Thick white plaque on the lateral border of tongue represents
• • • • • • • • • • • • Lichen planus Chemical burns Syphilitic mucus patches White spongy nevus DLE Psoriasis Leukoedema Hairy leukoplakia Verruca vulgaris Verrucous carcinoma Electro galvanic lesion Chronic cheek biting
• • Limitation of etiological factor Conservative treatment
-Vitamin therapy (Vit.A 75000-3,00,000 IU
-Vit.A +Vit.E -13-cis-retinoic acid -Antioxidant therapy -Lycopene 2-8mg/ day for 2 months -Beta-carotene -Vit.A Palmitate -Vit.B complex -Antimycotic Tt. (Nystatin 5 lac IU 1% gentian violet) -Panthenol lingual tab -Estrogen
bid +20% borax or
• Surgical Management -Conventional surgery
-Cryosurgery -Fulguration (electrosurgery or electrocautry)
-LASER -Biopsy -Laser peel -Ablation -Surface vaporization
• Miscellaneous -Radiation therapy
-Topical chemotherapy (Bleomycin,Azathiprine etc)
• Descirbed in 1869 by Erasmus Wilson. • Various mucosal surfaces involved. • Common inflammatory disease of skin with characteristic pruritic papules. • It also involves mucosa ,nails & hair violaceous, polygonal,
Relatively common dermatological disorder occurring on skin and oral mucus membrane and refers to lace like pattern produced by symbolic algae and fungal colonies on the surface of rocks in nature (lichens).
• • • • • • • • • Reticular Papular Atrophic Erosive Bullous Annular Actinic Linear Hypertrophic
• Immunological i)Cell mediated immune response ii)Autoimmunity iii)Immunodeficiency • Genetic factors • Infections • Drugs and chemicals • Psychogenic factor • Habits
• Age & Sex: 35-55 Yrs ; F > M • Incidence & Prevalence : 0.9 % - 1.2 % • Site : Skin , oral & other mucus membranes. About 50% of
skin cases have oral lesions, 25% only oral lesions
• Oral and genital mucosal lesions: ‘Vaginogingival syndrome’ • Symptoms: Intense pruritis (skin),Burning mouth • Signs: Characteristic Six ‘P’; Planar, polygonal, purple,
pruritic, papules & plaques.
Oral lichen planus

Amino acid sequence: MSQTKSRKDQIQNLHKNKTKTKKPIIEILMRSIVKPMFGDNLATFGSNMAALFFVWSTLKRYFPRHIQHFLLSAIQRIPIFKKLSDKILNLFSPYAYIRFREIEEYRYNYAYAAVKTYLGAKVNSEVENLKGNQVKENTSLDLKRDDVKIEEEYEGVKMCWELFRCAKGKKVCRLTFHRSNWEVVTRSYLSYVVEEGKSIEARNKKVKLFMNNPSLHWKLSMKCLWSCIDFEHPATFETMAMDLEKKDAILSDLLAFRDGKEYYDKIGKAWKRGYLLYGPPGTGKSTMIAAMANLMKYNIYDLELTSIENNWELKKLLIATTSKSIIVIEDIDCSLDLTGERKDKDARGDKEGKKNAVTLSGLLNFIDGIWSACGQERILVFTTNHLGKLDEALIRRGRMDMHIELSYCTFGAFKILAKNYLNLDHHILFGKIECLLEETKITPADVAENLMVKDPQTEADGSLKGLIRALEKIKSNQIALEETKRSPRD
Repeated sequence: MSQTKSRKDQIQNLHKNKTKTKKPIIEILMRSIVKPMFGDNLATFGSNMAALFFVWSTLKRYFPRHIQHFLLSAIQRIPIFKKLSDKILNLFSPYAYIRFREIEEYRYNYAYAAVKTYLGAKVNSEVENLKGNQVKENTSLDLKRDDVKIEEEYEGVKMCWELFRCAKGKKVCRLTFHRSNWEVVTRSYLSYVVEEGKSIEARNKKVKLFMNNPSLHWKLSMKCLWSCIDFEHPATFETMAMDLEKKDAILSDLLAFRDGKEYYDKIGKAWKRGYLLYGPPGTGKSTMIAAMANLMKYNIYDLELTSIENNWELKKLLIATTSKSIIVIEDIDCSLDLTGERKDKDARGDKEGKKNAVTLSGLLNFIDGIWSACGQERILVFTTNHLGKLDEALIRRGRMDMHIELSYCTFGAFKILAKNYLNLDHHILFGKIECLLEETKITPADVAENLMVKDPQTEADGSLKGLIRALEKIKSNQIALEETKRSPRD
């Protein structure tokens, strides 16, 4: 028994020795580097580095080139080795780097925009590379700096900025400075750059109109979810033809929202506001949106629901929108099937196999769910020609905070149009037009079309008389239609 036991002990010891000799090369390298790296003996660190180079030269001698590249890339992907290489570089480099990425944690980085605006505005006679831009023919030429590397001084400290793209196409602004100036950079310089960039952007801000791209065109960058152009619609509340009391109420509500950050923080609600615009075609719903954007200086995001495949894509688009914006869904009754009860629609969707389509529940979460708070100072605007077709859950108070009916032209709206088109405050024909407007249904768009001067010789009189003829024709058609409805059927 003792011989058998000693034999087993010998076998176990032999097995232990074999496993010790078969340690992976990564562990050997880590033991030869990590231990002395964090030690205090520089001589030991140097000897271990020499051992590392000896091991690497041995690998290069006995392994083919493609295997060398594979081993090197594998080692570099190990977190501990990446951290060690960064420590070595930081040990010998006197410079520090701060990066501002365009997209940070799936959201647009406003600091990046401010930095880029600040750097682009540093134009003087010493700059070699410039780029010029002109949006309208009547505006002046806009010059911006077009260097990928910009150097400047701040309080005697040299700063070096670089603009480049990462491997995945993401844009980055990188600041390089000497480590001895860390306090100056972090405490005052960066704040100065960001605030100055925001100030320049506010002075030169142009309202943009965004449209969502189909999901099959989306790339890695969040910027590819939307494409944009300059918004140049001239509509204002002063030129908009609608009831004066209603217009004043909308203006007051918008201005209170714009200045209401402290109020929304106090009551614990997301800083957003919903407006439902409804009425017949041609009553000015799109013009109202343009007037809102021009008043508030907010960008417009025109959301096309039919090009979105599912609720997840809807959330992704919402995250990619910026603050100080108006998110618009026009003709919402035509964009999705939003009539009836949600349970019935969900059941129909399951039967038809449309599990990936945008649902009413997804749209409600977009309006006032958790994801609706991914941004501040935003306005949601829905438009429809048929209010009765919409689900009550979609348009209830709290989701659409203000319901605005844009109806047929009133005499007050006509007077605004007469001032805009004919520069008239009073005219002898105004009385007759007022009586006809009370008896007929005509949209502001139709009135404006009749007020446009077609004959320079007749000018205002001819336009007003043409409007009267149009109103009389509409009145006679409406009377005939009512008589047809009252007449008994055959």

• • • • Sites: Buccal mucosa (84%) Burning mouth Wickham’s striae Typical lacy, reticular patterns, rings over the buccal mucosa. • Associated hyper melanosis • Usually bilateral. • Stress induced
• Medicinal therapy -Steroids -Antifungal agents -Vit.-A -Cyclosporine -Dapsone Surgical Therapy Psychotherapy PUVA Therapy Symptomatic treatment
Oral Submucous Fibrosis
• Synonyms:Asian sideropenic dysphagia,
oral mucosal disease, oral fibrosis, OSMF, oral soft tissue disease.
Symptoms of OSF
• Progressive inability to open the mouth (trismus) due to oral fibrosis and scarring • Oral pain and burning sensation upon consumption of spicy foodstuffs • Other symptoms - Increased salivation - Change of gustatory sensation - Hearing loss due to stenosis of the eustachian tubes - Dryness of the mouth - Nasal tonality to the voice - Dysphagia to solids (if the esophagus is involved) - Impaired mouth movements (eg, eating, whistling, blowing, sucking)
Staging of OSF
• Stage 1: Stomatitis includes erythematous mucosa, vesicles,
mucosal ulcers, melanotic mucosal pigmentation, and mucosal petechia.
• Stage 2: Fibrosis occurs in ruptured vesicles and ulcers
when they heal, which is the hallmark of this stage. lesions demonstrate blanching of the oral mucosa. Early
• Stage 3: Sequelae of OSF
Speech and hearing deficits Leukoplakia
•No specific diagnostic tests are available for OSF. Some OSF studies report the following laboratory findings: •Decreased hemoglobin levels •Decreased iron levels •Decreased protein levels •Increased erythrocyte sedimentation rate (ESR) •Decreased vitamin B complex levels
•Cytologic smears may be performed.
Treatm ent • Medical Care
– Steroids – Placental extracts – Hyaluronidase – IFN-γ – Antioxidants
•Simple excision of the fibrous bands •Split-thickness skin grafting following bilateral temporalis myotomy or coronoidectomy •Nasolabial flaps and lingual pedicle flaps
• Discontinue the habit • Eliminate tobacco • Avoid spicy foodstuffs • Eat a complete and healthy diet • Maintain proper oral hygiene • Schedule regular oral examinations
• An unhealing ulcer in the lesion • Lesion undergoing red changes (erythroplakia) • A burning sensation in the mouth • An exophytic mass • A lump in the neck • Difficulty in chewing, swallowing, or speaking